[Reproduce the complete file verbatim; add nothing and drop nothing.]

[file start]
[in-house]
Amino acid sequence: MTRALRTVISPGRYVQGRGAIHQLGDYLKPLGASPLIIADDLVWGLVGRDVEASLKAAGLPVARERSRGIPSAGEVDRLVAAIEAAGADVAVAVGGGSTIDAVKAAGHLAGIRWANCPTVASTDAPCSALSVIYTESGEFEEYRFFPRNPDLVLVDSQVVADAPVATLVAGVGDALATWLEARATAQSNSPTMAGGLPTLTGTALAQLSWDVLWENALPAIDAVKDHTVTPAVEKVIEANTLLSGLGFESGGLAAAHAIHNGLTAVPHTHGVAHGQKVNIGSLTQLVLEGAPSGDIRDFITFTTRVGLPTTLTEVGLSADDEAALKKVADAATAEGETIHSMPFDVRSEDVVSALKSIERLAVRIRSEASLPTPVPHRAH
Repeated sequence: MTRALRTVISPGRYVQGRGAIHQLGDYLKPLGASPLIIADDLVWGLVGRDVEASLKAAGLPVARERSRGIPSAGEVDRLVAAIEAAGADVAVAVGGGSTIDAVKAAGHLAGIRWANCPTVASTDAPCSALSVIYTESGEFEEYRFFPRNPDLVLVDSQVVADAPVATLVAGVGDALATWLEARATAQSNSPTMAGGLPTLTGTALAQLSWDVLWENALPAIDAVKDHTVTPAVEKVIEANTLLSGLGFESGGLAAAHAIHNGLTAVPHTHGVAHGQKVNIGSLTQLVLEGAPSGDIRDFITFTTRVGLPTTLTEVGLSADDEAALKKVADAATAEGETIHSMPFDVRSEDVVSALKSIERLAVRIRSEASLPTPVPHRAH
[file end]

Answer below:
[in-house]
Amino acid sequence: MTRALRTVISPGRYVQGRGAIHQLGDYLKPLGASPLIIADDLVWGLVGRDVEASLKAAGLPVARERSRGIPSAGEVDRLVAAIEAAGADVAVAVGGGSTIDAVKAAGHLAGIRWANCPTVASTDAPCSALSVIYTESGEFEEYRFFPRNPDLVLVDSQVVADAPVATLVAGVGDALATWLEARATAQSNSPTMAGGLPTLTGTALAQLSWDVLWENALPAIDAVKDHTVTPAVEKVIEANTLLSGLGFESGGLAAAHAIHNGLTAVPHTHGVAHGQKVNIGSLTQLVLEGAPSGDIRDFITFTTRVGLPTTLTEVGLSADDEAALKKVADAATAEGETIHSMPFDVRSEDVVSALKSIERLAVRIRSEASLPTPVPHRAH
Repeated sequence: MTRALRTVISPGRYVQGRGAIHQLGDYLKPLGASPLIIADDLVWGLVGRDVEASLKAAGLPVARERSRGIPSAGEVDRLVAAIEAAGADVAVAVGGGSTIDAVKAAGHLAGIRWANCPTVASTDAPCSALSVIYTESGEFEEYRFFPRNPDLVLVDSQVVADAPVATLVAGVGDALATWLEARATAQSNSPTMAGGLPTLTGTALAQLSWDVLWENALPAIDAVKDHTVTPAVEKVIEANTLLSGLGFESGGLAAAHAIHNGLTAVPHTHGVAHGQKVNIGSLTQLVLEGAPSGDIRDFITFTTRVGLPTTLTEVGLSADDEAALKKVADAATAEGETIHSMPFDVRSEDVVSALKSIERLAVRIRSEASLPTPVPHRAH